I finally planted the pansies in the little beds by the front walk a few days before Christmas. Planting the pansies involved raking leaves out of the beds, and, as always, my thoughts turned to my dad as I raked. It’s a connection that I’ve taken for granted over the years. In fact, I didn’t even give it much thought until it prompted a blog post about my dad, the very first post on this blog.
I believe there are threads that connect us all and that these connections are never lost. We may think they’re gone because someone dies or leaves us in some other way, but we carry those people with us every day. They become and remain a part of who we are.
A while back, I came across a quote by Madeleine L’Engle (author of A Wrinkle in Time, A Circle of Quiet, and many other wonderful books):
The great thing about getting older is that you don’t lose all the other ages you’ve been.
During the 2008 presidential election, a pundit speculated about why Barack Obama’s autobiography was titled Dreams of My Father. The article implied that, in so titling his book, he wasn’t showing proper respect or sufficient appreciation for his mother, the parent who had raised him mostly on her own. I remember thinking at the time that the person who wrote the article must have been raised in a two-parent household.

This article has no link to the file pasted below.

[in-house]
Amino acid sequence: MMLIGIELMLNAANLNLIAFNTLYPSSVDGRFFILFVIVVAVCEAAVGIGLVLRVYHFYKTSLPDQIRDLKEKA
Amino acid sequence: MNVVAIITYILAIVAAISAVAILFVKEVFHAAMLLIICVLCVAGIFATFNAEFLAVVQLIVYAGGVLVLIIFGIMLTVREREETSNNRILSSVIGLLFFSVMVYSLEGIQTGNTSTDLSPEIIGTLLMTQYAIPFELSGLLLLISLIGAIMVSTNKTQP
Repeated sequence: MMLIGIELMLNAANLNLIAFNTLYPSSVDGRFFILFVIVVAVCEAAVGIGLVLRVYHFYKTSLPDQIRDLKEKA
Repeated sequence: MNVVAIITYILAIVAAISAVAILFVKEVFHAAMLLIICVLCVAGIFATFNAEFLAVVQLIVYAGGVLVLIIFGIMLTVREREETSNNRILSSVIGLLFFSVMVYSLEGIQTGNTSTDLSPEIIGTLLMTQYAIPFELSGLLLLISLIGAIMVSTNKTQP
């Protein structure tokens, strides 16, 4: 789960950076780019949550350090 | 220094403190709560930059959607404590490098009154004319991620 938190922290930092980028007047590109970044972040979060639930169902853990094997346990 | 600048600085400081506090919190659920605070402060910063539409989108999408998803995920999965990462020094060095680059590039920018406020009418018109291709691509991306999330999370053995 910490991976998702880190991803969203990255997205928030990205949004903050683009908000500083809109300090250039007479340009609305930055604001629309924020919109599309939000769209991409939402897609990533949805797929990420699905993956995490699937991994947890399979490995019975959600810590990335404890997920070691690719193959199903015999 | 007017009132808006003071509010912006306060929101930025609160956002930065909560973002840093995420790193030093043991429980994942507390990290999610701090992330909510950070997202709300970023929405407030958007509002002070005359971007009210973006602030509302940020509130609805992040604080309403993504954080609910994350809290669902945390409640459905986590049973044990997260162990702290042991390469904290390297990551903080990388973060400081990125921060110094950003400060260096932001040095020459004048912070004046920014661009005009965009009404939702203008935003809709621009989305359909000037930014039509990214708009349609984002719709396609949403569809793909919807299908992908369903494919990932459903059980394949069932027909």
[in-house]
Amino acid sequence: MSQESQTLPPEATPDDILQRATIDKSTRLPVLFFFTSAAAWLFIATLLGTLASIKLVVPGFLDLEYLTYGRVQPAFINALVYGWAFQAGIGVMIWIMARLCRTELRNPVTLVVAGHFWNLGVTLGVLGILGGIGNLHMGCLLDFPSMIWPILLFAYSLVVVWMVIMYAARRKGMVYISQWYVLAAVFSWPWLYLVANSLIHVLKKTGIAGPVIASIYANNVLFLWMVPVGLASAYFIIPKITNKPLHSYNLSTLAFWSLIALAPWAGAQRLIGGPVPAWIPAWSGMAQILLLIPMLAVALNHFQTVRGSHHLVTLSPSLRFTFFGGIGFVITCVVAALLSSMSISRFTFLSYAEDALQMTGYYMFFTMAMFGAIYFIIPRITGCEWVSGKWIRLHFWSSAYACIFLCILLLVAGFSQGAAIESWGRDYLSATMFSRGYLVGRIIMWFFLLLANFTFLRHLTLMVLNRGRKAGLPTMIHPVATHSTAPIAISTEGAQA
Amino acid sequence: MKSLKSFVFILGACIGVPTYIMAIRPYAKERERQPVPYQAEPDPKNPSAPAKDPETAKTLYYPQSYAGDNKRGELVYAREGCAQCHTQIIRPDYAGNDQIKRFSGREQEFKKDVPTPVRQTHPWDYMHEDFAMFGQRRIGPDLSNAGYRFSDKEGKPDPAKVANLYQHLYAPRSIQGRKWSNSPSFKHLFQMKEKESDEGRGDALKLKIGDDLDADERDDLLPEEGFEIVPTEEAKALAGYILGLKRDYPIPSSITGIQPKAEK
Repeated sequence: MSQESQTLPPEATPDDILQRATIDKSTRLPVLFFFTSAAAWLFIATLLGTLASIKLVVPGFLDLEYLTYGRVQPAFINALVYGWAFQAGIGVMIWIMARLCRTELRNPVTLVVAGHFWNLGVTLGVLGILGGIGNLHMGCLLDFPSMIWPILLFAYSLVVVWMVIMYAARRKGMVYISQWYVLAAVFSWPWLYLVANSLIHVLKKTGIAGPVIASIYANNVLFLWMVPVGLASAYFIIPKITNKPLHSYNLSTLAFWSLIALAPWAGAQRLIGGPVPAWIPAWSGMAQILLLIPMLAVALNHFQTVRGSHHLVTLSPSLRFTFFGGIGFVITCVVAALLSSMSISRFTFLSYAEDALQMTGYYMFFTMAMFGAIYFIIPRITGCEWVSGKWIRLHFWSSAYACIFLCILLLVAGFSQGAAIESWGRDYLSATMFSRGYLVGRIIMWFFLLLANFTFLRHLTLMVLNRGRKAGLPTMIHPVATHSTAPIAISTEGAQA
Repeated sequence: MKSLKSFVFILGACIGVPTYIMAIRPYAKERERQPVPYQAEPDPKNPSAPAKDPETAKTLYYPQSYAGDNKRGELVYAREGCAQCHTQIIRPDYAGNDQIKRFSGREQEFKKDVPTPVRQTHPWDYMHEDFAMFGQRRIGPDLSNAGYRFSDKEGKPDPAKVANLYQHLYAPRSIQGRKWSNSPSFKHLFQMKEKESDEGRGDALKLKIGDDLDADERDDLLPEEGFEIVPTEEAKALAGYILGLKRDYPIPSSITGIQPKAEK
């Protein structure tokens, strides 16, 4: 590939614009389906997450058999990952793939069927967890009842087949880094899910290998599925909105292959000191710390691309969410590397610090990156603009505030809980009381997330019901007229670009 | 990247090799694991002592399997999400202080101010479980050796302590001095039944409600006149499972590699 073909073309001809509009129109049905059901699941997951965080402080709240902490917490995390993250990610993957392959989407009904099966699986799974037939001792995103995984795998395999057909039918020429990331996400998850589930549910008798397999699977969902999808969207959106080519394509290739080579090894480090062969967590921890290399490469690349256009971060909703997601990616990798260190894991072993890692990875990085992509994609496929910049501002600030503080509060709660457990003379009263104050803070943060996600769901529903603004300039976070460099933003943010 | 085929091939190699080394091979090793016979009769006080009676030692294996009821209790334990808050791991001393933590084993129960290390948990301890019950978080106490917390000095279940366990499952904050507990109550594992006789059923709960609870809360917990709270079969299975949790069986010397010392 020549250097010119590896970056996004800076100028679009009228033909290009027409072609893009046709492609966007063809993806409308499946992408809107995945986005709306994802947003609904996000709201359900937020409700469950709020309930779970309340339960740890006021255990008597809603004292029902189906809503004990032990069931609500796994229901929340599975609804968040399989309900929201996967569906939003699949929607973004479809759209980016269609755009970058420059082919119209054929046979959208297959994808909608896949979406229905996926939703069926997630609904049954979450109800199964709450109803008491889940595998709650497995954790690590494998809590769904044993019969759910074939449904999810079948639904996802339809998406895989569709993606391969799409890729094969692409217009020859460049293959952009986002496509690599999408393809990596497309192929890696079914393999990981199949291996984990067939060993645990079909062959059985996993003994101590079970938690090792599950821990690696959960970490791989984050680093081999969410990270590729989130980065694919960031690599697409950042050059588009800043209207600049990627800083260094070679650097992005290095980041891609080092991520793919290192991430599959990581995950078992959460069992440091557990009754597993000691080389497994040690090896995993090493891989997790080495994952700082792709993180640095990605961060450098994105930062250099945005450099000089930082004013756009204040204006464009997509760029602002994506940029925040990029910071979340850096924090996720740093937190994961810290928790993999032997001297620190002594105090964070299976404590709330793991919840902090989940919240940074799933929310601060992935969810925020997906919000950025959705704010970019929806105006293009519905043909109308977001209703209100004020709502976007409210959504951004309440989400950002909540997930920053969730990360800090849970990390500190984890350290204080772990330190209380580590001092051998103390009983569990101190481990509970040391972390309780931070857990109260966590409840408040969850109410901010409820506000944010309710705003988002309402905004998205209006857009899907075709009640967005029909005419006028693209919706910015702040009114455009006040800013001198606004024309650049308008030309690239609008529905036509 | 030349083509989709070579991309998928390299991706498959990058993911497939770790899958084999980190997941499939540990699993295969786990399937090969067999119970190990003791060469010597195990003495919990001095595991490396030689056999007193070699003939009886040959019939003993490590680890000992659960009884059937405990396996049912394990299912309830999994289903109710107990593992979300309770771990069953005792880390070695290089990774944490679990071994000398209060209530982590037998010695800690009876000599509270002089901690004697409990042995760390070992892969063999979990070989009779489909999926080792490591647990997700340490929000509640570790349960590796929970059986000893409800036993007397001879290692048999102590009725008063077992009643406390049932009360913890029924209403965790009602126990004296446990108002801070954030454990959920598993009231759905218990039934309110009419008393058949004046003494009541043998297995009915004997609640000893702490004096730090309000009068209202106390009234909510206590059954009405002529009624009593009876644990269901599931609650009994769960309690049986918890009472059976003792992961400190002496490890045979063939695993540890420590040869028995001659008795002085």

My father, in college days
I was visited by the spirit of my father this afternoon as I raked my yard. Turning the rake over and dragging it along the ground to release the leaves that had been skewered by the tines, I was pulled back in time to the day my dad showed me this little trick of unclogging my rake.
A simple thing, of course, but, at the time, to the child that I was, it was amazing. It was one of those “how cool is that!” moments. I’ve never lost the feeling of childlike wonder and delight at learning what seemed at the time to be a mysterious grownup secret that my dad was letting me in on. I still think it’s a pretty neat trick, and his presence is with me every time I do it.
I have these sorts of moments from time to time. I recall my father showing me how to sweep dust out of a corner; every time I jab a broom into a tight spot—just so—he is there. I remember ballroom dancing with him to Lawrence Welk’s music on television, telling me as he led me around our tiny living room that the proper way to dance was on the balls of my feet—my very first dancing lesson, by the first of what would eventually be many dance teachers.